The spectrum of chronic angioedema
This article focuses specifically on angioedema. Chronic angioedema represents a wide range of diseases and can be categorized into several forms including hereditary, acquired, drug induced, and idiopathic. Hereditary and acquired angioedema are known to be a result of abnormalities in C1 inhibitor protein while the mechanism of drug-induced and idiopathic angioedema is less clear. Significant advances have been made in recent years with regard to diagnosis and management of these patients leading to a significant reduction in morbidity and mortality. Several novel therapies are in clinical trials and should be available in the United States within the next year. There is still a lot to learn about the pathophysiology, diagnosis, and treatment of patients with chronic angioedema. This review will hopefully provide more information to the readers who care for patients with these disorders and also stimulate further interest and research into the pathophysiology of these conditions.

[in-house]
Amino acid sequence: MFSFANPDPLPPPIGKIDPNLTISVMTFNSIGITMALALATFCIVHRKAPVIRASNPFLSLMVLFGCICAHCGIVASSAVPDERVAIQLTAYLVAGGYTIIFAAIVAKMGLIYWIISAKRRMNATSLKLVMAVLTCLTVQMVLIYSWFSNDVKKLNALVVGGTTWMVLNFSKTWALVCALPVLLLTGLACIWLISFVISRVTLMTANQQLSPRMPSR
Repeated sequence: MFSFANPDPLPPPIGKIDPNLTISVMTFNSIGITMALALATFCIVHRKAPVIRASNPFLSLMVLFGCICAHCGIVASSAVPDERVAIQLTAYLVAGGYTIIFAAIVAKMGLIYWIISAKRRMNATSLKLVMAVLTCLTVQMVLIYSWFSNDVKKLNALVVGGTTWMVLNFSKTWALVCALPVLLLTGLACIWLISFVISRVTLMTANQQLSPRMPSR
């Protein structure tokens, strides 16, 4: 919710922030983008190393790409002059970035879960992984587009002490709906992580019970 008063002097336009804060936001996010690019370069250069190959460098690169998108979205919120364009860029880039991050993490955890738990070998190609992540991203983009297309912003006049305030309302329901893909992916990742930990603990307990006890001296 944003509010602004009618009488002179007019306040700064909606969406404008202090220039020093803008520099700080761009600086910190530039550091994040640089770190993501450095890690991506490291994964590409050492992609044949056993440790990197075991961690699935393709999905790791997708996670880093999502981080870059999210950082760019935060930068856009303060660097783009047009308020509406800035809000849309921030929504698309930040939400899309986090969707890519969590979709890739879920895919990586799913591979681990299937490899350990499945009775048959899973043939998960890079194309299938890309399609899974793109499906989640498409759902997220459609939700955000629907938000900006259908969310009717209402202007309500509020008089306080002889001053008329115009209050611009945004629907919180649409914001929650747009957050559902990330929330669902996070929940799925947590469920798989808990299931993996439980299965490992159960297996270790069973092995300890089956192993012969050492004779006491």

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Document Type: Research Article
Affiliations: Division of Rheumatology, Allergy, and Immunology, Massachusetts General Hospital, Harvard Medical School, Boston, Massachusetts
Publication date: 01 January 2009
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- Allergy and Asthma Proceedings is a peer reviewed publication dedicated to distributing timely scientific research regarding advancements in the knowledge and practice of allergy, asthma and immunology. Its primary readership consists of allergists and pulmonologists.
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